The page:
It’s been established by Mark Taylor (via simulations) and Simon Gleave (using a dataset stretching back 45 years) that the 74 and 78 goals scored through the first 39 and 40 Premiership games of the 2013-14 season, respectively, was low to the point of statistical significance. Generally I find the reasons given for this to be speculative and wishy-washy, as we simply don’t have numbers to back up the vast majority of explanations. However, Colin Trainor has put forward some evidence that the drop could be explained in part due to a drop in the number of shots being attempted, as well as the less favourable locations of those that are being taken.
I want to take a different slant on this, and look at whether statistically low goalscoring in the past is predictive of low goalscoring in the future. The sample I’m using is the 4940 Premiership games played between the 2000-01 and 2012-13 seasons (inclusive). To determine the predictive power of past goal scoring on future goal scoring I’ve split the data into 4891 spans, each of which comprises of 50 successive Premiership games (game numbers 1-50 being span 1, game numbers 2-51 being span 2, etc.). Each 50 game span is then split further, with the first 40 games henceforth known as the ‘preceding 40 games’ (i.e., the first 40 games played in the 50 game span) and the final ten games being named the ‘succeeding 10 games’ (i.e., the final ten games played during the 50 game span).
In the sample of 4891 ‘preceding 40 game’ spans, there are 68 which feature 78 or fewer goals. This equates to 1.39%, or roughly double the rate predicted by Taylor, and found by Gleave, however 78 goals is still 2.3 standard deviations below the 40 game mean of 105.5 goals. In other words we’re still looking at something that is statistically significant.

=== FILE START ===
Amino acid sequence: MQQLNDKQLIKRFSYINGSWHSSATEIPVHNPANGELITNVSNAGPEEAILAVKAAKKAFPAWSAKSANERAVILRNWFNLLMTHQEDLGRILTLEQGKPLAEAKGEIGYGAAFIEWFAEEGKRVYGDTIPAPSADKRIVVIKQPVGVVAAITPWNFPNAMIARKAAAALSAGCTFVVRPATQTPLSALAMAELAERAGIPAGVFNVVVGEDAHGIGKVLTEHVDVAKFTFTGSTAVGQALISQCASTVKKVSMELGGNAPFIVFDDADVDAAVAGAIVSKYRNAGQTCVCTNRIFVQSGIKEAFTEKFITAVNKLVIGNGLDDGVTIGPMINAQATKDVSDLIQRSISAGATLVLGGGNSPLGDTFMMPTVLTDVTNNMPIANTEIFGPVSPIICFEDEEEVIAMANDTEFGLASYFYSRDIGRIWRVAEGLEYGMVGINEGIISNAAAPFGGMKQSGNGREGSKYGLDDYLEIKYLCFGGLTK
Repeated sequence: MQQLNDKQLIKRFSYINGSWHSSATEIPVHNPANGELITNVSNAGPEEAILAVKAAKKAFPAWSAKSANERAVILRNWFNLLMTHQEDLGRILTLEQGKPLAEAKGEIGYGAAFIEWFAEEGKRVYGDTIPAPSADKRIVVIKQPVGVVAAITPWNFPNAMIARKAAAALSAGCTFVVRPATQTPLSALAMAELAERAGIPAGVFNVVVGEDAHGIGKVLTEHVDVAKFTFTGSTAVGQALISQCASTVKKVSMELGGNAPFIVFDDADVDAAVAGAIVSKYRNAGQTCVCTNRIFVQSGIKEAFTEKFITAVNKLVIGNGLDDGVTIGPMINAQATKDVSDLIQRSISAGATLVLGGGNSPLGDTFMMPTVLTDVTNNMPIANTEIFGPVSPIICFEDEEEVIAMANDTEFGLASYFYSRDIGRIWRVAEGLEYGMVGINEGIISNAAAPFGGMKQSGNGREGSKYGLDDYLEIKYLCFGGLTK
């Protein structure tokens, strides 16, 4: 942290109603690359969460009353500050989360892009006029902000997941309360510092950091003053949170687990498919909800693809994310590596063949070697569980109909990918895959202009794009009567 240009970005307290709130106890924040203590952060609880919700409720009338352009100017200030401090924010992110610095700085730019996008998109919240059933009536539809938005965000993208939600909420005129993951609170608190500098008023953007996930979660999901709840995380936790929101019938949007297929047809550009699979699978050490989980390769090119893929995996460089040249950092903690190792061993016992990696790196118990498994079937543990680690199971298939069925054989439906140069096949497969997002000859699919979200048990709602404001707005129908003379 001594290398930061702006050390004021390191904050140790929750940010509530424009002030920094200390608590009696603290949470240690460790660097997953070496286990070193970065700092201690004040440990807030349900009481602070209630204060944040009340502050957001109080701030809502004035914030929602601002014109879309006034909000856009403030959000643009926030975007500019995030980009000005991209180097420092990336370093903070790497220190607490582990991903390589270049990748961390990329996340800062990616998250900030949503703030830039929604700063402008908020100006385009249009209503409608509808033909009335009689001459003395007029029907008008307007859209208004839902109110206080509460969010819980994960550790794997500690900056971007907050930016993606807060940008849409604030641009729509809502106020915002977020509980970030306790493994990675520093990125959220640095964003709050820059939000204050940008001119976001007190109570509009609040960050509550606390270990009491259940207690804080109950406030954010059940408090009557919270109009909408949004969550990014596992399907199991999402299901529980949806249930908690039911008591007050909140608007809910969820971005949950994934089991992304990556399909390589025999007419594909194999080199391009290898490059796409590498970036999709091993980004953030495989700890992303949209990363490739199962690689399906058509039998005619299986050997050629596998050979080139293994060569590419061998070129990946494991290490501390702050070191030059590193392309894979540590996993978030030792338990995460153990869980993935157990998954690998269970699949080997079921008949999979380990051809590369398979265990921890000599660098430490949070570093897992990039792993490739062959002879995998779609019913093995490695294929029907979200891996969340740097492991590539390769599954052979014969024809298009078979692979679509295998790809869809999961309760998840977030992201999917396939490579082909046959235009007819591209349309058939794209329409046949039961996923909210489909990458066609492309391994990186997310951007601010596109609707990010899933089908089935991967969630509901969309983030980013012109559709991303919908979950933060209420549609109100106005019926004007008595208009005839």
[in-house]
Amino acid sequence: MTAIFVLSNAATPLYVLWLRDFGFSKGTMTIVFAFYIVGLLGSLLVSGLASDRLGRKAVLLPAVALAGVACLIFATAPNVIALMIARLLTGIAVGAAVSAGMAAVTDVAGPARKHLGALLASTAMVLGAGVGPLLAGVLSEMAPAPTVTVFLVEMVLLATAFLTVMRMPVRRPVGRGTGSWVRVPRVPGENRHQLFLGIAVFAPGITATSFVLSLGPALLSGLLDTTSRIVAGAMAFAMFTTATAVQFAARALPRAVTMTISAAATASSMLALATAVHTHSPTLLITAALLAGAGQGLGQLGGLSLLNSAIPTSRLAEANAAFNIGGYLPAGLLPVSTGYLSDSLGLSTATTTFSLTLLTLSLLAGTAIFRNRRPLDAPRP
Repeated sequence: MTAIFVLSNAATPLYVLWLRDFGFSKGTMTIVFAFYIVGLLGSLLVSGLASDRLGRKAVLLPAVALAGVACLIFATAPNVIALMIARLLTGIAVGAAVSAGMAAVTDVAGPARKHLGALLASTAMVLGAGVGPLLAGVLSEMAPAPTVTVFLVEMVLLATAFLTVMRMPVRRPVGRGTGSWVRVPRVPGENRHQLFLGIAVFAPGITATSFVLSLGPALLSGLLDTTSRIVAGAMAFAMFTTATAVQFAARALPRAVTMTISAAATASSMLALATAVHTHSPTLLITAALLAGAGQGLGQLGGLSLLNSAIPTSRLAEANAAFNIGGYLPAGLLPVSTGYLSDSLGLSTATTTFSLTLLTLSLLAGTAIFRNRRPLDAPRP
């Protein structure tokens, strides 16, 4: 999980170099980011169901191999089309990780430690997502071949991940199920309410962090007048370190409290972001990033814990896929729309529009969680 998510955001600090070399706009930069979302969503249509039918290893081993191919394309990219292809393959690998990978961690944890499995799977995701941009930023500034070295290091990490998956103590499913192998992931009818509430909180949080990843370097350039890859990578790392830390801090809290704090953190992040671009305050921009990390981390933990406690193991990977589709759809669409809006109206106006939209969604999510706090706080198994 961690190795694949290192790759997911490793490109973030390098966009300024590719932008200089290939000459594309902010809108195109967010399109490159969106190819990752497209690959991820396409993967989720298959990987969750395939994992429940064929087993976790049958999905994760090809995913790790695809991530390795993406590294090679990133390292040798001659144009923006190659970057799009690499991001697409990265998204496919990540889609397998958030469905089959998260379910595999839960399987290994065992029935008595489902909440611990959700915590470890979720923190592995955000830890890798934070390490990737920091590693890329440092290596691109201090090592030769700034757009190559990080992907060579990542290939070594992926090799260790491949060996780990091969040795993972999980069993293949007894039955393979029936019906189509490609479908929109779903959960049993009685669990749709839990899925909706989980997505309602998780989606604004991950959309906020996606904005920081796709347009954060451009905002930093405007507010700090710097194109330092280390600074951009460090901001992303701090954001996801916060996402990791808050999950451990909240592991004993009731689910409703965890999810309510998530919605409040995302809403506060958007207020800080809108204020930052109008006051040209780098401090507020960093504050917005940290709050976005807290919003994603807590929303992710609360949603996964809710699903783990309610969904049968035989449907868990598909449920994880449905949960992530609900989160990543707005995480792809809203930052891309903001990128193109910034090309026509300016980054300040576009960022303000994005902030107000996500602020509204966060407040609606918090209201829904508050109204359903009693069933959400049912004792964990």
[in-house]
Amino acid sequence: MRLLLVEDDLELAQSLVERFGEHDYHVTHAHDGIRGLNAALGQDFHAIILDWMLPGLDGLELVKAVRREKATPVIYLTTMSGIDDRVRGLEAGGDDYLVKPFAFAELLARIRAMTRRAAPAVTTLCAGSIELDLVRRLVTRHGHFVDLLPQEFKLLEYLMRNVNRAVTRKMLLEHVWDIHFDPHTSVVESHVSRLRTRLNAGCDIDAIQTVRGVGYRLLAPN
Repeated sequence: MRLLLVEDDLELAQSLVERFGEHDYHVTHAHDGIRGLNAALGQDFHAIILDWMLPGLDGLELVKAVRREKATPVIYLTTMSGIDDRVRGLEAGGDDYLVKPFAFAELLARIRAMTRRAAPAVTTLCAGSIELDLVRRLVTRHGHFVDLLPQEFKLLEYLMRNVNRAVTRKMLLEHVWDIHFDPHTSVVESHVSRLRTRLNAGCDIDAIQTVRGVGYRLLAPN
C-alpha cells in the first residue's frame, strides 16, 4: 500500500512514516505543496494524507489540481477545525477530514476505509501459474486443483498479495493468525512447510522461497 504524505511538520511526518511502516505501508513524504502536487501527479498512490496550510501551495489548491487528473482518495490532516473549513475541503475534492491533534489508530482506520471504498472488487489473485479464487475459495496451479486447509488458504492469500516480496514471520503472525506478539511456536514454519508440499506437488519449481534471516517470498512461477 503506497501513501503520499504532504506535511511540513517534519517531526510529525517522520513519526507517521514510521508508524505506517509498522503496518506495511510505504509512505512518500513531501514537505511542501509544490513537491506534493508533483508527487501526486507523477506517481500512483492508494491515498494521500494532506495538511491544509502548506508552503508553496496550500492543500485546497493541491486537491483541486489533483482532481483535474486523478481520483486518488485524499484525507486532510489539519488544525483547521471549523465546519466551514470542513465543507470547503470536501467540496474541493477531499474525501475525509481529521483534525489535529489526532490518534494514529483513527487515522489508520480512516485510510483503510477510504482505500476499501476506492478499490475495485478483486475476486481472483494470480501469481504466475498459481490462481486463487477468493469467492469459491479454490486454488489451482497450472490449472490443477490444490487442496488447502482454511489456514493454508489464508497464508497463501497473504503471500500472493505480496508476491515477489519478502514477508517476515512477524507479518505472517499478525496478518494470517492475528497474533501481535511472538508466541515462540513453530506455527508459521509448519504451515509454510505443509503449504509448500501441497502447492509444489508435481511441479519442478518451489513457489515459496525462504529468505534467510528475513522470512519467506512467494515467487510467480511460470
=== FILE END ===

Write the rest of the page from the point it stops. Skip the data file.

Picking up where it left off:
The plot below is kinda noisy, but it’s basically the number of goals in each 40 game span on the x-axis, with the corresponding number of goals scored in the succeeding ten games on the y-axis.
There’s two things to take away here. Firstly the correlation isn’t great, and secondly the line of best fit is very shallow. In other words the number of goals scored over a 40 game span is a pretty bad predictor of the number of goals that will be scored in the following ten games.
So lets take the 78 goals scored through the first 40 games (for reference that’s 19.5 goals per 10 games) and plug that into the equation to see what our best guess would have been as to the number of goals scored in the ten games last weekend. The line of best fit returns a predicted total of 25.1 goals. For comparison the average number of goals scored per ten games in the sample studied here is 26.35 – so we’d have predicted goal scoring to return almost to a historical average level, despite the fact that it’s been low to a statistically significant level in the prior 40 games.
One final note. I ran basically the same study, but with spans of 80 games, and compared goals in ‘preceding 40 games’ to goals in ‘succeeding 40 games’. Based on seeing 78 goals in games 1-40 of this Premiership season we’d expect to see 102 goals being scored in games 41-80, whilst the average for a 40 game span is 105 goals.
In summary, there isn’t a hell of a lot of predictive power in a small span of historical goals when trying to predict future goalscoring.